After six decades, the KitKat chocolate bar is updating its marketing tagline from “Have a break—have a KitKat” to “Make the most of your break.”
Perhaps modern employers need to refresh their views on the value of workplace breaks and vacation time as well. Even Fredrick Taylor, the inventor of scientific management theory during the 1800s Industrial Revolution, realized the value of taking breaks in the workplace. His famous pig iron experiment showed that if workers were given more frequent breaks, they could move up to 47 tons of iron a day—compared to moving only 12 tons of iron a day, without breaks, which is almost a 300% increase in organizational output. Taking breaks in most workplaces, however, is not an accepted practice. Research posted in a Forbes article illustrated that taking breaks is frowned upon by employers:
- 38% of employees don’t feel encouraged to take a lunch break.
- 22% of North American bosses say that employees who take a regular lunch break are less hardworking.
This is unfortunate, as we have known since the 1800s, from scientific management, that breaks actually increase productivity. Current research by Tork reinforces the idea of employee productivity and engagement being improved on by taking breaks. Tork’s research shows that “employees who take a lunch break on a daily basis feel more valued by their employer, and 81% of employees who take a daily lunch break hav[e] a strong desire to be an active member in their company.”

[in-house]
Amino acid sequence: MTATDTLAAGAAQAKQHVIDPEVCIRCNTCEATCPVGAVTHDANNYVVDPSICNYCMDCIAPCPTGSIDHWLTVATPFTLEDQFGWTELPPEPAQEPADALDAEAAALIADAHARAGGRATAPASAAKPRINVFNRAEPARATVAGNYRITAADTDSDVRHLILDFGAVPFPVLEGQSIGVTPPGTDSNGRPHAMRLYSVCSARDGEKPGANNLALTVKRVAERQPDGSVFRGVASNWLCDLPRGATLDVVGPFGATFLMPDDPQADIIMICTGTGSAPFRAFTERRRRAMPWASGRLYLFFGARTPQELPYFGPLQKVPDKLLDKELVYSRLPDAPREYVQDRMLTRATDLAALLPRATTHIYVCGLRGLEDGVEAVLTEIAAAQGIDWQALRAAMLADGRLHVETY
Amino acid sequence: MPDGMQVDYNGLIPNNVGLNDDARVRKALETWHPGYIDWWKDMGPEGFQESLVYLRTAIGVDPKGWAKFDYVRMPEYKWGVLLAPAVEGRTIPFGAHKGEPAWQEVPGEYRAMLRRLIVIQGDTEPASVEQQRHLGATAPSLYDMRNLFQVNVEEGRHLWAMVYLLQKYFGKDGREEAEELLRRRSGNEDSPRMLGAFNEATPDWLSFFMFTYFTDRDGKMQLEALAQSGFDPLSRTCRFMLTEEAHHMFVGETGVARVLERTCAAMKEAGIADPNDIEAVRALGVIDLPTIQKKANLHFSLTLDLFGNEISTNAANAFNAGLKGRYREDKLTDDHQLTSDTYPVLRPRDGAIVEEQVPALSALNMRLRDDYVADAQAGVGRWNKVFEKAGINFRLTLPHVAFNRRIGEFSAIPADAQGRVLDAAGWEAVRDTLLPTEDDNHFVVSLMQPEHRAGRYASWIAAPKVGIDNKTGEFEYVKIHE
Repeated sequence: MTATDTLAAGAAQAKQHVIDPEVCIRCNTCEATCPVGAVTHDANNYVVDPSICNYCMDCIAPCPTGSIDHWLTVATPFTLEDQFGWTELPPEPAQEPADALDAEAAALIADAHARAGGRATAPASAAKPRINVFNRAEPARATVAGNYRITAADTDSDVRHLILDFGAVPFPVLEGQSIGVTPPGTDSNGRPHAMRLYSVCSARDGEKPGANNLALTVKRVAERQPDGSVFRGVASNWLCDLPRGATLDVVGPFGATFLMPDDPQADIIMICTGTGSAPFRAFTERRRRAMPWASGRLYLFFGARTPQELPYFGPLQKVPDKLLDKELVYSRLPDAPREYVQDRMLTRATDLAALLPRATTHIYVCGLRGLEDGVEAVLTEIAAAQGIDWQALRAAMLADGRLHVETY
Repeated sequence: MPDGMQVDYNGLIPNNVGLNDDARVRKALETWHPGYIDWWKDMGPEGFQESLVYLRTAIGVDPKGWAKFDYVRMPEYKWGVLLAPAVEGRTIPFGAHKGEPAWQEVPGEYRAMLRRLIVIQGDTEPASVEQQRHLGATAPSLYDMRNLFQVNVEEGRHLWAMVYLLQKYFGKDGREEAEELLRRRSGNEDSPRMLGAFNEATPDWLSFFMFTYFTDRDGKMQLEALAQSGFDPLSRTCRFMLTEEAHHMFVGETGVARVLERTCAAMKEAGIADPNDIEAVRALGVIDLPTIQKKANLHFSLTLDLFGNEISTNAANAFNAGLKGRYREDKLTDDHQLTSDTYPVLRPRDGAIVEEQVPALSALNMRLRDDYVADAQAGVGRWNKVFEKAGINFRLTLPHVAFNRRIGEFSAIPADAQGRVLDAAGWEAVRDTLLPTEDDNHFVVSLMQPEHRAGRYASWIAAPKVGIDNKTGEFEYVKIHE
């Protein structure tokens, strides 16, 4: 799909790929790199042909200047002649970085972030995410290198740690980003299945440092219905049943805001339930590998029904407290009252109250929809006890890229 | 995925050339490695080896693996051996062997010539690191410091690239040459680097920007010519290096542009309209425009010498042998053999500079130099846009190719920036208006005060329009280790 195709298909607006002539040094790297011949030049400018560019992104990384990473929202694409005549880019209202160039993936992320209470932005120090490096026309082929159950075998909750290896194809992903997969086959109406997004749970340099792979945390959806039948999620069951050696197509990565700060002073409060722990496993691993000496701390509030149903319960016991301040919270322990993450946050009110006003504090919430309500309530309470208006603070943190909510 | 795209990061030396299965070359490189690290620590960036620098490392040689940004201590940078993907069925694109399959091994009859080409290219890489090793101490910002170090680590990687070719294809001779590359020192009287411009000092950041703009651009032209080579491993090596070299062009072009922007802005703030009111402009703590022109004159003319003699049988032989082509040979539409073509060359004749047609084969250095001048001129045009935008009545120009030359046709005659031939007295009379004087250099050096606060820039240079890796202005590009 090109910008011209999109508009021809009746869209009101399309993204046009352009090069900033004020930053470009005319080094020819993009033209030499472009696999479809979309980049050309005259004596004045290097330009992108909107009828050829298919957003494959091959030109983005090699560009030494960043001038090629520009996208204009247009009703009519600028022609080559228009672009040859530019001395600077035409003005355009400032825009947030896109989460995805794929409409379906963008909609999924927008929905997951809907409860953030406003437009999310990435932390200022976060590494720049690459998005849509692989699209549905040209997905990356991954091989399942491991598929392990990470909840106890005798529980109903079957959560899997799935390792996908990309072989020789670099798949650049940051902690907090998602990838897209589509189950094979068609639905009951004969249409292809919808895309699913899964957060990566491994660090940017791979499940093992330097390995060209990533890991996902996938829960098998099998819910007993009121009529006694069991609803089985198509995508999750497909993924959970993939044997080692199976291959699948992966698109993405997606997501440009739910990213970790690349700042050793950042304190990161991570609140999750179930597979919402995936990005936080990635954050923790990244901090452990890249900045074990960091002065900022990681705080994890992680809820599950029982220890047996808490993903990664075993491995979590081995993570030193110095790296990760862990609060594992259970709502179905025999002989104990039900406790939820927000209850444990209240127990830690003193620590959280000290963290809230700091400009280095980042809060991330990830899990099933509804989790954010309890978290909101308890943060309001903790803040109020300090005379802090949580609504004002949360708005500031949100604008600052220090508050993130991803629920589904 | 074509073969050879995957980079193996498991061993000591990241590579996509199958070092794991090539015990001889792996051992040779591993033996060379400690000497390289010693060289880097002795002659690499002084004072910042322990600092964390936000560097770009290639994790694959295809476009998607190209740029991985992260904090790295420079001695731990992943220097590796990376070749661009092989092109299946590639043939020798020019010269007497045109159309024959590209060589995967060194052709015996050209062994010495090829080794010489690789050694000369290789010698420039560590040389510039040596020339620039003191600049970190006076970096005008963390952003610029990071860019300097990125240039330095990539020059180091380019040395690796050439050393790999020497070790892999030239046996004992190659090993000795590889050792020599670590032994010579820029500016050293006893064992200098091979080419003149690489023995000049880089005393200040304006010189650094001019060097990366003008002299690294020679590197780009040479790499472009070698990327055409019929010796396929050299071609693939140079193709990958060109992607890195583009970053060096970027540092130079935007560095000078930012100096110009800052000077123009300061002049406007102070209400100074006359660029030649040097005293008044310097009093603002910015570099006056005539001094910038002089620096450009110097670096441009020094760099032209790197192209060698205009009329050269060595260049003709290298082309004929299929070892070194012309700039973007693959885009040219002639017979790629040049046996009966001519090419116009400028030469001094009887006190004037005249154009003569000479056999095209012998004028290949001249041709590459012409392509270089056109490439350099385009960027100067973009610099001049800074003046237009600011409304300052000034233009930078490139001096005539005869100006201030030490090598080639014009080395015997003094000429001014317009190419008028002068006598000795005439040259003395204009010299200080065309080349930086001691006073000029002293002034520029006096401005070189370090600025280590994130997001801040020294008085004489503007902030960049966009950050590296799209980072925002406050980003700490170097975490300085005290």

Now let’s consider the most beneficial workplace break of them all: vacation time. Employers are not respecting this workplace break either. CBC reports only a dismal 33% of employees take their full annual vacation allotment.
It is time for employees to stand up and take the advice of KitKat: “Make the most of your break.” It is time for employers to wake up and realize workplace burnout is real, and they should support their employees in taking regular breaks, from lunches to vacations. How do we really want to spend the rest of our lives—working in an economy, or living in a society with an economy?
Research the average amount of paid leave days employees receive in Europe compared to employees in North America. Develop a persuasive argument that could be presented to a VP of HR, asserting that there is value in providing more paid leave days per year to North American employees. Use this link to start your research.